There is a curious twist in the George Routledge and Sons translation that I think is interesting. The ending sentence of the book is translated:
I need not add that her uncle was the illustrious professor Otto Lidenbrock, corresponding member of all the scientific societies, geographical, and mineralogoical, in the five quarters of the globe. (p. 155)
'Five quarters of the globe' is a curious phrase that reminds one of the joke about trying to translate on the basis of etymology, that if you translated the first sentence of Caesar's Gallic Wars entirely by etymology you would get "Undivided Gaul is halved into three quarters." The French has nothing so curious; it just uses the phrase I mentioned before, cinq parties du monde, an idiomatic expression for the inhabited world. But the oddity is a happy twist of translation, I think. 'Five parts of the earth' is not a particularly English phrase; we would indeed expect 'four quarters'. But, of course, Lidenbrock has gone beyond the four quarters of the surface of the globe to an entirely new realm beneath; there is, indeed, in a certain sense, a new quarter. I don't know if it was deliberate, but it's a rare case of a translation improving on the original.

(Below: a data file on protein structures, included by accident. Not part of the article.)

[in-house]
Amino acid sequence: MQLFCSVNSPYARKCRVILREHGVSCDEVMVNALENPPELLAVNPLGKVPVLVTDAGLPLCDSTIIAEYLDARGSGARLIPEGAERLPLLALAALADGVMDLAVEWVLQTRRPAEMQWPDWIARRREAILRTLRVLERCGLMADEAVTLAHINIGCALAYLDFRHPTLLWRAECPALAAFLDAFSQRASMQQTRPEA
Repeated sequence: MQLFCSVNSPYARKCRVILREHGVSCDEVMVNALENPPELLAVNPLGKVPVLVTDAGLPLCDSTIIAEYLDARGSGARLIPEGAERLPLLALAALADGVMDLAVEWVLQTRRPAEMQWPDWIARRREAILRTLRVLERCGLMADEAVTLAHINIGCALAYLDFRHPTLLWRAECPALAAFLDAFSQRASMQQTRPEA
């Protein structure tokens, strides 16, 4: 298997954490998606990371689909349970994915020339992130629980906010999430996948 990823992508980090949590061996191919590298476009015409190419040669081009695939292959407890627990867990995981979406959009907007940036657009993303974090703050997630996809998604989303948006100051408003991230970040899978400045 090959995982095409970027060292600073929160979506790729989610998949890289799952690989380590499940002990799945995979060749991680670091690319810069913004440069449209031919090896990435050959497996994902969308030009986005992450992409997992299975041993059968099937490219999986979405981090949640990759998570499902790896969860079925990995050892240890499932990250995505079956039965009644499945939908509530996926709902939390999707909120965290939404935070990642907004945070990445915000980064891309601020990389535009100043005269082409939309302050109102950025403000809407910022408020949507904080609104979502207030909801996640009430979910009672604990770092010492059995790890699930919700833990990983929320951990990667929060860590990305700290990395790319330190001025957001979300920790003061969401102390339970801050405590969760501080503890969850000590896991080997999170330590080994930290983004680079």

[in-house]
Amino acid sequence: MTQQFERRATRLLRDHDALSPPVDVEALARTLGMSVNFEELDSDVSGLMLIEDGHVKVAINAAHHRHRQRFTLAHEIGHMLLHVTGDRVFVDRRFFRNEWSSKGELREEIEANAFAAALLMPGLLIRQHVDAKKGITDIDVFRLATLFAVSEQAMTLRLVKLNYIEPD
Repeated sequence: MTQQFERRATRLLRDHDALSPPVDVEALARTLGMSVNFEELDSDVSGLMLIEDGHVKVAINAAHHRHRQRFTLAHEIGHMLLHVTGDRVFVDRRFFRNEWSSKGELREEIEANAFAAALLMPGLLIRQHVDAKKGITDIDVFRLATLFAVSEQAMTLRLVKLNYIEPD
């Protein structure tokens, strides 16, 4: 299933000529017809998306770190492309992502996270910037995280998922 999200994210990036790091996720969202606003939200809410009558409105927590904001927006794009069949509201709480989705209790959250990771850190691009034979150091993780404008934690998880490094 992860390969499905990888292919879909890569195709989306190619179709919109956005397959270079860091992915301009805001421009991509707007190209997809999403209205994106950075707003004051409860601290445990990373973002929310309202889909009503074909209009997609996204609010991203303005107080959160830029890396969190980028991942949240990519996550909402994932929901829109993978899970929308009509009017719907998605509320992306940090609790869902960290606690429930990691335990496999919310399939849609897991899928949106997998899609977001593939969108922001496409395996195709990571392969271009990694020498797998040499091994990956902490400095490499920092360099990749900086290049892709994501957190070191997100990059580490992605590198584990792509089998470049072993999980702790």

Favorite Passage: A good passage for capturing the 'poetry of science' that a good translation of Verne needs to capture (from the 1876 George Routledge and Sons edition, of course):